Thomas and McCausland and Womack should have worked closely with Jerry Hill on a legal and administrative strategy for identifying and neutralizing problem officers. It might not have worked. I am actually quite sympathetic to the challenges of changing an organizational culture, particularly one with the personnel protections of a police department. But I expect my leaders to try, to publicly identify problems, and to describe efforts at reform. Instead, the most logical reading of the record indicates that Womack simply sought to co-opt the Alpha Dogs, the problem officers who had the most internal juice.
3) Once Thomas and McCausland were stuck with Womack, they indulged her public fights rather than ending them. I don’t have any fancy masters of public administration degree, but I promise you this: I would have had Womack, Jerry Hill, and Lenore Devore in the same room at the first hint of a public feud. Those feuds would have ended instantly — or Womack’s tenure would have ended.
If Doug Thomas had done that, Lisa Womack would still be police chief. By allowing her to make straight up enemies of The Ledger and Jerry Hill, Doug Thomas all but signed her pink slip. As always, the failure to confront a festering problem only leads to greater fester.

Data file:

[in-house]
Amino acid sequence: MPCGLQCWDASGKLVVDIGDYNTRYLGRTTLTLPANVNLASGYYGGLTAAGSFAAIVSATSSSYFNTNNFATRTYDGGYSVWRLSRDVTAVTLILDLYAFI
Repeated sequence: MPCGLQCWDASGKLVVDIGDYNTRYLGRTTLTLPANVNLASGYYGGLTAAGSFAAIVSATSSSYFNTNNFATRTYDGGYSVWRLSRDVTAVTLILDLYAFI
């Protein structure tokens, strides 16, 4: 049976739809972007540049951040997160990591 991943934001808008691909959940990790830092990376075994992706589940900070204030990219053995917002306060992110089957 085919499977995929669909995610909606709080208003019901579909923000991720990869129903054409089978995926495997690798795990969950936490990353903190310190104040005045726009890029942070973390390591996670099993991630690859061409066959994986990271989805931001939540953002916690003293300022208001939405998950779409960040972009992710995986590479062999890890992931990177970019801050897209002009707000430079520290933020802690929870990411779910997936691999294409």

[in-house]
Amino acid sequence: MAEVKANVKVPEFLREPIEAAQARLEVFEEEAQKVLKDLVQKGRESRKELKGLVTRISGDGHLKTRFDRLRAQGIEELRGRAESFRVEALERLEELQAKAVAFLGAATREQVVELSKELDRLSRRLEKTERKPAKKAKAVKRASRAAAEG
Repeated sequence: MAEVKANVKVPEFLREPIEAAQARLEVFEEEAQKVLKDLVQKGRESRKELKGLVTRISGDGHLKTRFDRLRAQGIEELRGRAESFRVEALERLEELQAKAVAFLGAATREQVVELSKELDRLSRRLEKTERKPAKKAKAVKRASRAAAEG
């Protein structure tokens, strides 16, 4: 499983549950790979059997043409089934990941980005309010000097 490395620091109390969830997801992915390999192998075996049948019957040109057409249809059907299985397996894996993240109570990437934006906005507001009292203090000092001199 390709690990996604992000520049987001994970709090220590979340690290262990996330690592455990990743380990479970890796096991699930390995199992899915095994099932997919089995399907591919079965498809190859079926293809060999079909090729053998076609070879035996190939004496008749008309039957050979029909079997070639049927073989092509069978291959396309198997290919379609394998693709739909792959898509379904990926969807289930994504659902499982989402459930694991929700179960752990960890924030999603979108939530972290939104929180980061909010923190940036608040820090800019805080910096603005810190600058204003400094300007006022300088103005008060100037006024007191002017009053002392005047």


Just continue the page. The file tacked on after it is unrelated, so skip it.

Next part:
If McCausland had put the kibosh on the “cat and mouse” game with public records, Womack would likely have avoided the grand jury. Had McCausland quashed the unbelievably stupid, counterproductive, expensive, and fruitless decision to fight public release of the presentment, it would have come and gone as an issue long ago. Instead, it came out — along with a stinging court opinion — at the time it was able to do the most damage to Womack. Is this what you’re paying your city attorney for, commissioners? Or is it his work on his pension?
4) When the Eberle story broke, top city administrators faced a choice. Aggressively acknowledge and fix problems, including problems with their leadership, or hunker down and hope the whole thing blows over. They picked the latter.
That became most obvious at the dreadful public meeting at the Lakeland Center. Here’s a link to my account of that. I wrote this at the time and stand by it today:
In my observation, survival matters much more for city executives than fixing the culture or even figuring out how this all happened. The bureaucratic tenacity on display Monday night was impressive–-and telling.